When causal SNPs are correlated with many SNPs out of LD regions due to population stratification or other factors, single SNP analysis without adjusting for population stratification will inflate the false positives rate, while MFMR still maintains better power and well-controls the Type I error rate. When causal SNPs are not correlated with population substructure and population substructure is not associated with disease trait as shown in simulation study 4, there is no inflation of false positives. In that case, the performances of all three approaches are similar to their performances in simulation studies 1 and 2 where there is no population stratification. If causal SNPs are not correlated with population substructure but there is an unknown environmental risk factor that is correlated with population substructure, the inflation of false positives may still be an issue. In that case, investigators may adjust population substructure to control the inflation of false positives in separate SNP analyses. MFMR is very likely to select a SNP, which is highly associated with the unknown environmental risk factor, into regression model to effectively control population stratification. Because there are hundreds of thousands of SNPs in genome, we assume such a SNP always can be found. Since in any case MFMR has higher power to detect weak genetic effects and has limited number of false positives, it may be a good choice for a first-stage analysis in a two-stage GWAS design.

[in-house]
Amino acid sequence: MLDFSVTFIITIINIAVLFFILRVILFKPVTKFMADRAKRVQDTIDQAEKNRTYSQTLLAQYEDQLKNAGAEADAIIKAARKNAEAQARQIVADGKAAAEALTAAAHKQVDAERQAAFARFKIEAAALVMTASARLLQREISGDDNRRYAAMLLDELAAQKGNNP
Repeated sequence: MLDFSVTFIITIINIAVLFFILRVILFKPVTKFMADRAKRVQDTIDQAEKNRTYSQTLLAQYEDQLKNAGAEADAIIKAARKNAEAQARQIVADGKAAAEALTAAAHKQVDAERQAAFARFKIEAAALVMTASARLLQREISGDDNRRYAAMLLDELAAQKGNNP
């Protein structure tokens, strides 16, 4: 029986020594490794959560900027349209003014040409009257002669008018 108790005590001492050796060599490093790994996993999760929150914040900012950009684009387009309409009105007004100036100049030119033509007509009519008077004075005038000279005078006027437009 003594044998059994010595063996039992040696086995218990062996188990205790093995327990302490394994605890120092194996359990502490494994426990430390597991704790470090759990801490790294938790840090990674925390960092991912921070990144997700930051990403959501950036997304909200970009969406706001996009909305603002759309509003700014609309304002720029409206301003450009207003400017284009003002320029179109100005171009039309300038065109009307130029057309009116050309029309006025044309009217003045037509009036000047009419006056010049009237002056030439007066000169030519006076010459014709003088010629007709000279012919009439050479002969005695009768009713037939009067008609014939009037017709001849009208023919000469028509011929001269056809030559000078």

There is another advantage in MFMR. In practice, if a trait is caused by several independent factors, then the tests for each factor in multiple regressions are usually more significant than in univariate regression analysis. That is, when multiple predictors influencing a trait are not included in the model, their effects are subsumed by the residual error. Therefore, the standard error for each variable in univariate regression will be larger than that in multiple regressions. That’s why MFMR has better power than the Bonferroni approach when using the same significant criterion in simulation studies 1 to 4.